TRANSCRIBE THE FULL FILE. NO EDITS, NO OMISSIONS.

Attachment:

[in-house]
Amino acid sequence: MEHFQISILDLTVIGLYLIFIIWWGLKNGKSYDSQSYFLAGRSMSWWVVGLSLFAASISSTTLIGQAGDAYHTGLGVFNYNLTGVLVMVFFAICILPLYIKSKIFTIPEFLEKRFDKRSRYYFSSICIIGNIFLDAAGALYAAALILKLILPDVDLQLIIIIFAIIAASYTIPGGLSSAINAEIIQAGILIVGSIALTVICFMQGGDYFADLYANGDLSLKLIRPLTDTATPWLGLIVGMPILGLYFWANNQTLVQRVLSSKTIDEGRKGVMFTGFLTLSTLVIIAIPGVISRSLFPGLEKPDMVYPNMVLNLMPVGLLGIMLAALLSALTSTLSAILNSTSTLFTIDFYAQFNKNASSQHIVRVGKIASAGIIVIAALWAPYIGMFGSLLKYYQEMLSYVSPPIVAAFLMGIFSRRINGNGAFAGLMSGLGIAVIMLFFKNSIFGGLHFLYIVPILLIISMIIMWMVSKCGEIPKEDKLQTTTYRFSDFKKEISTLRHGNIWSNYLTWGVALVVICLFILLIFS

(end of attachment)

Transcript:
[in-house]
Amino acid sequence: MEHFQISILDLTVIGLYLIFIIWWGLKNGKSYDSQSYFLAGRSMSWWVVGLSLFAASISSTTLIGQAGDAYHTGLGVFNYNLTGVLVMVFFAICILPLYIKSKIFTIPEFLEKRFDKRSRYYFSSICIIGNIFLDAAGALYAAALILKLILPDVDLQLIIIIFAIIAASYTIPGGLSSAINAEIIQAGILIVGSIALTVICFMQGGDYFADLYANGDLSLKLIRPLTDTATPWLGLIVGMPILGLYFWANNQTLVQRVLSSKTIDEGRKGVMFTGFLTLSTLVIIAIPGVISRSLFPGLEKPDMVYPNMVLNLMPVGLLGIMLAALLSALTSTLSAILNSTSTLFTIDFYAQFNKNASSQHIVRVGKIASAGIIVIAALWAPYIGMFGSLLKYYQEMLSYVSPPIVAAFLMGIFSRRINGNGAFAGLMSGLGIAVIMLFFKNSIFGGLHFLYIVPILLIISMIIMWMVSKCGEIPKEDKLQTTTYRFSDFKKEISTLRHGNIWSNYLTWGVALVVICLFILLIFS